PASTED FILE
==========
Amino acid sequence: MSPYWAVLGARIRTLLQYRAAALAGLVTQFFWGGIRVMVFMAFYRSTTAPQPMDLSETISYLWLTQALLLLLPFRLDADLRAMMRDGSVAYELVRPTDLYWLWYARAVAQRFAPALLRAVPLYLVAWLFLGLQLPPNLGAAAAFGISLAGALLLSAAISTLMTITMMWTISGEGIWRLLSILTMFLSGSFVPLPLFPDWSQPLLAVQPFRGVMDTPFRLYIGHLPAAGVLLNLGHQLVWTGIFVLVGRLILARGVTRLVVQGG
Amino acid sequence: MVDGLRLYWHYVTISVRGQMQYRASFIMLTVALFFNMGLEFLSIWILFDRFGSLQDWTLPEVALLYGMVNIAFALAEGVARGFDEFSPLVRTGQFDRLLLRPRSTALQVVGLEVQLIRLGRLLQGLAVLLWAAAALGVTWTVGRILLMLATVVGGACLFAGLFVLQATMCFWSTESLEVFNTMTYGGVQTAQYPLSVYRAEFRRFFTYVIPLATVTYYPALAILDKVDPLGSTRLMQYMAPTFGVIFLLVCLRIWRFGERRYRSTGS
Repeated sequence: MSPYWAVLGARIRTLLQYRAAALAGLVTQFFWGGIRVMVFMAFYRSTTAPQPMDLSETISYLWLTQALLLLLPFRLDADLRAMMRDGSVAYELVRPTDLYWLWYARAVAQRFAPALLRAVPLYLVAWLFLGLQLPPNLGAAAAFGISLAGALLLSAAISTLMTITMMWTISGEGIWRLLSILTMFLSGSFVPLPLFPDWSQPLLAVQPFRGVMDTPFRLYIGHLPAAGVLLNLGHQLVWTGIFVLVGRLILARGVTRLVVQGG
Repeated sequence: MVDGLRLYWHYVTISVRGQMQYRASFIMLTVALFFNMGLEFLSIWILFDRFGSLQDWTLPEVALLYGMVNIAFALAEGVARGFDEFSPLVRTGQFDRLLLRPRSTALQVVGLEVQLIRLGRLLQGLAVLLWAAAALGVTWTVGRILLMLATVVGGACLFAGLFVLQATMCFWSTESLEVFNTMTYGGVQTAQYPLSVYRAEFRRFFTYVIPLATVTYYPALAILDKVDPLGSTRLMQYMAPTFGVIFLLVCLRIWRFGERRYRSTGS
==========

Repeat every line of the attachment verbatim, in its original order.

Amino acid sequence: MSPYWAVLGARIRTLLQYRAAALAGLVTQFFWGGIRVMVFMAFYRSTTAPQPMDLSETISYLWLTQALLLLLPFRLDADLRAMMRDGSVAYELVRPTDLYWLWYARAVAQRFAPALLRAVPLYLVAWLFLGLQLPPNLGAAAAFGISLAGALLLSAAISTLMTITMMWTISGEGIWRLLSILTMFLSGSFVPLPLFPDWSQPLLAVQPFRGVMDTPFRLYIGHLPAAGVLLNLGHQLVWTGIFVLVGRLILARGVTRLVVQGG
Amino acid sequence: MVDGLRLYWHYVTISVRGQMQYRASFIMLTVALFFNMGLEFLSIWILFDRFGSLQDWTLPEVALLYGMVNIAFALAEGVARGFDEFSPLVRTGQFDRLLLRPRSTALQVVGLEVQLIRLGRLLQGLAVLLWAAAALGVTWTVGRILLMLATVVGGACLFAGLFVLQATMCFWSTESLEVFNTMTYGGVQTAQYPLSVYRAEFRRFFTYVIPLATVTYYPALAILDKVDPLGSTRLMQYMAPTFGVIFLLVCLRIWRFGERRYRSTGS
Repeated sequence: MSPYWAVLGARIRTLLQYRAAALAGLVTQFFWGGIRVMVFMAFYRSTTAPQPMDLSETISYLWLTQALLLLLPFRLDADLRAMMRDGSVAYELVRPTDLYWLWYARAVAQRFAPALLRAVPLYLVAWLFLGLQLPPNLGAAAAFGISLAGALLLSAAISTLMTITMMWTISGEGIWRLLSILTMFLSGSFVPLPLFPDWSQPLLAVQPFRGVMDTPFRLYIGHLPAAGVLLNLGHQLVWTGIFVLVGRLILARGVTRLVVQGG
Repeated sequence: MVDGLRLYWHYVTISVRGQMQYRASFIMLTVALFFNMGLEFLSIWILFDRFGSLQDWTLPEVALLYGMVNIAFALAEGVARGFDEFSPLVRTGQFDRLLLRPRSTALQVVGLEVQLIRLGRLLQGLAVLLWAAAALGVTWTVGRILLMLATVVGGACLFAGLFVLQATMCFWSTESLEVFNTMTYGGVQTAQYPLSVYRAEFRRFFTYVIPLATVTYYPALAILDKVDPLGSTRLMQYMAPTFGVIFLLVCLRIWRFGERRYRSTGS